Day: July 23, 2016

Jon Hunter is still at it in 'Hero at the Gates'

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Timothy Ellis’ galaxy spanning space opera continues in Hero at the Gates! We’re 9 damn books in and the central plot is finally about to get past its prelude!

I’ve really enjoyed this massive story. 9 novels ago Jon Hunter was a wet behind the ears kid on board his uncle’s space trader. Now he’s the Admiral of his own massive space flotilla, and ruler of several sections of space. The massive reveal about what the hell is going on, and what part Team Slinky Red Jumpsuits is going to play in it is near unavoidable, when our heroes set off in the exact opposite direction in this sometimes 2D universe.

The prize is tempting, but Jon can not miss the short window of time he’s allowed to land on his home planet and consult the spiritual guys there who know all. How will it all work out? Gee… I’ll have to start book 10.

Hero at the Gates (The Hunter Legacy Book 9) via Amazon

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Why motorcyclists do things

BMW R90s

Autotrader.ca offers some insight into some odd, observed behaviors of motorcyclists. I’ve been riding for so long, most of this seems just commonsense to me.

Here are a few:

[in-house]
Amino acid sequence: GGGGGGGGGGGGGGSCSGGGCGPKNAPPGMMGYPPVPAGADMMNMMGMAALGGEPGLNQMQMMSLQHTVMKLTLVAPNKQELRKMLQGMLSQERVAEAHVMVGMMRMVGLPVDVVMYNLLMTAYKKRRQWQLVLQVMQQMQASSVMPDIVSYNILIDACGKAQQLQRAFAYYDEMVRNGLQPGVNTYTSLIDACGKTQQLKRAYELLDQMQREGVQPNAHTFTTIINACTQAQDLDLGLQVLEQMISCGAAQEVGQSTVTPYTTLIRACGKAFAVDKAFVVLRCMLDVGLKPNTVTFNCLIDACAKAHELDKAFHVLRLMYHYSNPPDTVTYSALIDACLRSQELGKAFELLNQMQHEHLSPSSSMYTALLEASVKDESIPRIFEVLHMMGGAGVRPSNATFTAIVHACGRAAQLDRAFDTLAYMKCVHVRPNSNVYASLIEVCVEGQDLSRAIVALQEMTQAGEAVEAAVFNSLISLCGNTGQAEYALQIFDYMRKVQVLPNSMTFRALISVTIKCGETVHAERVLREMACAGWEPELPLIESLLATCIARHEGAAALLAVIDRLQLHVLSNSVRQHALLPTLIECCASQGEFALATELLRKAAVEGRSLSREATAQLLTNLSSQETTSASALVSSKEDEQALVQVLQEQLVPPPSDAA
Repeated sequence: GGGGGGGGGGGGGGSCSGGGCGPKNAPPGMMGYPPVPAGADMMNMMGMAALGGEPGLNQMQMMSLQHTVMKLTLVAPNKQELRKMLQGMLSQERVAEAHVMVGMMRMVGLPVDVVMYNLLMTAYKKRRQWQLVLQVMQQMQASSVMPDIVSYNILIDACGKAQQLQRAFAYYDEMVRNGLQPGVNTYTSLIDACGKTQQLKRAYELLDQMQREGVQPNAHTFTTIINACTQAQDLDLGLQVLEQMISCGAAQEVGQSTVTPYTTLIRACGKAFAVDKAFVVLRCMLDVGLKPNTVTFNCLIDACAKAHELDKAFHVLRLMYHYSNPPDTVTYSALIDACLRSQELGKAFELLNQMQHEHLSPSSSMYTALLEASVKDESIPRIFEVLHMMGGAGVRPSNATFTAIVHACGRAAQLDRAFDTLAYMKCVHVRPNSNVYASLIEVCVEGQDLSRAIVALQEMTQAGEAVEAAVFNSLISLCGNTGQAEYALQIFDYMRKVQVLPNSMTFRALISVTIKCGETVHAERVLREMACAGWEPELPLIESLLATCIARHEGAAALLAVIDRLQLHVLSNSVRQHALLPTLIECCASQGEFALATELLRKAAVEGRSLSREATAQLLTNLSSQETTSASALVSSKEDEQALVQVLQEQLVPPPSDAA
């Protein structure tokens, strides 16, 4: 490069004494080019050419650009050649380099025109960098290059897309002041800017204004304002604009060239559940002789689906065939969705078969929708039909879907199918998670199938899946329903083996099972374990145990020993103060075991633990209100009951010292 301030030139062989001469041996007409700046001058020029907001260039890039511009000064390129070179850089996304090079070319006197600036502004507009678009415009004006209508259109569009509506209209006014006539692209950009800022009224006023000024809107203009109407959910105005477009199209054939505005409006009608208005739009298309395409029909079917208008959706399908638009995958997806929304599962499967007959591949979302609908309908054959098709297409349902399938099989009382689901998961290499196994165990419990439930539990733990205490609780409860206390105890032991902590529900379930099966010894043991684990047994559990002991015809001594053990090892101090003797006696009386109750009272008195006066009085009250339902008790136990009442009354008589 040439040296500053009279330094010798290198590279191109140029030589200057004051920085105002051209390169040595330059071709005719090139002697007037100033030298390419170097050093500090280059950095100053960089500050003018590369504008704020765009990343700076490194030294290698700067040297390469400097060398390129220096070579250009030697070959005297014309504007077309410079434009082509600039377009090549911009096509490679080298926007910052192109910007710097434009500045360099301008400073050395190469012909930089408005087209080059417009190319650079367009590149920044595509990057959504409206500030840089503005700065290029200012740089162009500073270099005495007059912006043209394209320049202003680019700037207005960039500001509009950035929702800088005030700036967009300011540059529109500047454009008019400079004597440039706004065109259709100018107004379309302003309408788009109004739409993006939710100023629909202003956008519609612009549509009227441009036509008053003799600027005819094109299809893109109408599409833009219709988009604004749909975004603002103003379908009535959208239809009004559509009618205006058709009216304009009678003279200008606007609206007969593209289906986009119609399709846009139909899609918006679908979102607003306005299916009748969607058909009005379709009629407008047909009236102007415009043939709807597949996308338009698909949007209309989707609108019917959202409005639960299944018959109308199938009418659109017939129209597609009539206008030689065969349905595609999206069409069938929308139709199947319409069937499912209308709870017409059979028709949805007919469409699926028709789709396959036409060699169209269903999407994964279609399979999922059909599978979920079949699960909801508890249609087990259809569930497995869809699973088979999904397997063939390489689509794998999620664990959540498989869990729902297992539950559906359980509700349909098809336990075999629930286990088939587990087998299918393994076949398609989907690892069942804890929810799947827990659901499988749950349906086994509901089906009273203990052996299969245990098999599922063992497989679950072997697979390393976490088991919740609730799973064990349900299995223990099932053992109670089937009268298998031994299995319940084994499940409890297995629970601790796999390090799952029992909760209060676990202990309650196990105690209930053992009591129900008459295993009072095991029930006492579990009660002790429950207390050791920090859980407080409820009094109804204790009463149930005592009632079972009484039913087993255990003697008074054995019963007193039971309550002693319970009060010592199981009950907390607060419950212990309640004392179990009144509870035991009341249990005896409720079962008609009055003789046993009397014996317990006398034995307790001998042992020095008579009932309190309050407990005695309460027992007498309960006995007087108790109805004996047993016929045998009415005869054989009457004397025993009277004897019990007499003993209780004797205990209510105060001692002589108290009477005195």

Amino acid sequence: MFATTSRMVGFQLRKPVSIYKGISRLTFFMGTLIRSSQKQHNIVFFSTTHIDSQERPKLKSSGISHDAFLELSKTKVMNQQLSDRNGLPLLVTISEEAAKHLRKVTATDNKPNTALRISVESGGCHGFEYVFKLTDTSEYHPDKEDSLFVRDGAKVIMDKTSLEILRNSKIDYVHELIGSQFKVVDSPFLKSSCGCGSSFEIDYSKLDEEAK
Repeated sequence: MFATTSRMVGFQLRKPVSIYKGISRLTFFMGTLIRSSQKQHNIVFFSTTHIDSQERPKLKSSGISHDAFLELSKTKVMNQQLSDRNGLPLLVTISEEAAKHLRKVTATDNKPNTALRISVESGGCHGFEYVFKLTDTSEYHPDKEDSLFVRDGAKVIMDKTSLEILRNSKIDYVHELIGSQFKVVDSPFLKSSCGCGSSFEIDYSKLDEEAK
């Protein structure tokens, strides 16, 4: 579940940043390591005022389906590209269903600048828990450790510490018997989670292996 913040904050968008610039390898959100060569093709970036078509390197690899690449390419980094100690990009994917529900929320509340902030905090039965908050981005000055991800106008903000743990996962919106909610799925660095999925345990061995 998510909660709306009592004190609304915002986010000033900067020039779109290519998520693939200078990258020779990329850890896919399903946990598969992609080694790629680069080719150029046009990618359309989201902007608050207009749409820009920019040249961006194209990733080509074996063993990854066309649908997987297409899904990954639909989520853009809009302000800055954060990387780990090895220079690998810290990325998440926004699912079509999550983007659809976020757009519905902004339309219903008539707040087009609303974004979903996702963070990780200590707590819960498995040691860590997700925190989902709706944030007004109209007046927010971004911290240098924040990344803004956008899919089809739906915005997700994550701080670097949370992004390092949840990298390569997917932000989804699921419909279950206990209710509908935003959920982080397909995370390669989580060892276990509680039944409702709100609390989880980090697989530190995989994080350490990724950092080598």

Why don’t motorcycle riders ride in the centre of their lane?

The centre of most lanes on most roads is a no-man’s land for bikers. It’s where the oil, fuel and coolant from all the cars, trucks and buses drops and congeals. It’s slippery, and dangerous. The wheel tracks offer much more grip.

Why don’t motorcycle riders stop directly behind me?

You’ve probably noticed that bikers often stop just to the outside of your rear quarter panel at traffic lights. It might look like they’re about to filter (we’ll get to filtering later) but they don’t move. Why? The motorcyclist has set up an escape path for themselves. Bikers are rear-ended far more often than car drivers: this allows us to watch our mirrors and get out of the way.

Why do motorcycle riders rev their engine at stop lights?

Boredom. Mostly. Or because they like the noise it makes. Or to get attention. But mostly boredom. Or as I found out during my test of the 2016 Harley-Davidson Roadster – to stop my teeth rattling with the engine vibration at idle.

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Study: top bank execs saw the crash coming and sold off shares in their own institutions

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In a new working paper from the Center for Economic Policy Research, scholars look at the trading records of shareholders, directors and top executives of major financial institutions in the runup to the crash of 2007, and find that the sell-offs by the top five executives at a bank strongly correlated with that bank’s losses in the crash, but that other stakeholders’ trading do not correlate: in other words, the very top brass of banks knew that they were sitting on piles of worthless paper and sold before anyone else knew about it, and kept their shareholders, direct reports, and the board of directors in the dark.

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